By Rosie Alger
Elm Staff Writer
If you’ve been the recipient of catcalls in the past, or have seen it happen to others, then you understand how offensive it can be. Students and staff alike take the issue of catcalling seriously on Washington College’s campus.
Catcalling is hurtful or offensive language that is often sexual in nature and yelled out to people pass each other. Much of this behavior happens on streets. On campus, the crosswalk at Washington Avenue is a hotspot for catcalling.
Seniors Emily Lasdin and Sarah Mildeis have both experienced catcalling at the cross walk. “It’s really annoying and disrespectful to women,” said Lasdin
Having lived in Minta Martin Hall, Lasdin had to frequent the area. She recommended ignoring the offenders and moving along as if nothing had happened. “I tend to avoid eye contact,” Mildeis said.
“It happened a couple of times at the crosswalk. I wouldn’t say it was every day, but every once in a while,” said sophomore Ashley Gates, who lived in Queen Anne’s last year.
Gates said, most of the time the people doing the calling were driving by so not much could be done to resolve the issue. She advised not giving the perpetrators any attention, so that they would not be tempted to do it again, “But also don’t let them take advantage of you.”
Jerry Roderick, director of Public Safety, takes the offense very seriously. According to him, it happens on the WC campus more than one might think. “We’ve had a few complaints about it this semester already,” he said.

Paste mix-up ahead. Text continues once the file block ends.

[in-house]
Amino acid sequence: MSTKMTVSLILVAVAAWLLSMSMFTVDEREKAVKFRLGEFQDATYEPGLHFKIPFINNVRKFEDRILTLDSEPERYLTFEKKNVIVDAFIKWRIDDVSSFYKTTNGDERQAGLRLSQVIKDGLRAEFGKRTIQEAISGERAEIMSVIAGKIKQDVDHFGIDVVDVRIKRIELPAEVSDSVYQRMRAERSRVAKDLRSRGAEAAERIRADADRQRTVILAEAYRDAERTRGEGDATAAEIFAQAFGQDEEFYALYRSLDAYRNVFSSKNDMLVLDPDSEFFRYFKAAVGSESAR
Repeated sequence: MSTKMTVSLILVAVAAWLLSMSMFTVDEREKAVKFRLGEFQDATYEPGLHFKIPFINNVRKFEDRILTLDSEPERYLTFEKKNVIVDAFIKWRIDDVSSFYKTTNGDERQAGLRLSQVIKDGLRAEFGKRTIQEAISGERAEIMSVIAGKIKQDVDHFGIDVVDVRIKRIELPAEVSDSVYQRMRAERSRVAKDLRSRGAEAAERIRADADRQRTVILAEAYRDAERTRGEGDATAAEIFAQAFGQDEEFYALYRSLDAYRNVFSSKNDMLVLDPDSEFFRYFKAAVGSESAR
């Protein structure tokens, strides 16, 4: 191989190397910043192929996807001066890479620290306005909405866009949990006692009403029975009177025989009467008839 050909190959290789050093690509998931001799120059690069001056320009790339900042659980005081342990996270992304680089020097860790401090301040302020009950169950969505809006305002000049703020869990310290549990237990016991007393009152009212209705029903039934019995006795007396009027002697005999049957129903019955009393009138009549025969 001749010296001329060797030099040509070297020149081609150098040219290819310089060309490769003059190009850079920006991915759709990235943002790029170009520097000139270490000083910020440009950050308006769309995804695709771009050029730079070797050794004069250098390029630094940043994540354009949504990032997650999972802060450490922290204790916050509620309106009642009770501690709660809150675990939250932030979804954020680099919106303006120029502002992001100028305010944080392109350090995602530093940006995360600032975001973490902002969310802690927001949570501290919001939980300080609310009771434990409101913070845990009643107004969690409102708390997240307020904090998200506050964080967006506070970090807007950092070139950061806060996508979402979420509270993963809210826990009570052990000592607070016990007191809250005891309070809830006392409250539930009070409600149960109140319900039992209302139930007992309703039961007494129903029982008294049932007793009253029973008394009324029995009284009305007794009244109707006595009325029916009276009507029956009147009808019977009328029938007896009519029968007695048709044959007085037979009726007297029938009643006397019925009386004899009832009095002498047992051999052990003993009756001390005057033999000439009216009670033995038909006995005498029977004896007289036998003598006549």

Roderick and the department of Public Safety do not dismiss the issue of catcalling, and strongly encourage students to report incidences to them. He said, “If it’s an incident that has occurred on campus and there’s an opportunity for Public Safety to intervene, we really encourage you to report it, because it is offensive, and we don’t tolerate any other offensive acts, so we’re certainly not going to tolerate this.”
Students and strangers driving who catcall could face serious penalties. For students, “Depending on the language, that will determine whether or not it’s a social policy violation, or it could be a Title IX violation. Either one of these are taken very seriously,” said Roderick.
Cases like this are forwarded to the Honor Board.
Some may not think catcalling is an issue for Public Safety, unless it gets extremely dangerous. Gates said that one should “maybe call Public Safety if they harass you to the point where you don’t feel safe or it’s a reoccurring event, but other than that I think we can handle it on our own.”
Whether or not you think that it is a big concern, if catcalling affects you or a friend, you can always contact Public Safety by calling them, or by reporting your incident through the LiveSafe mobile phone app.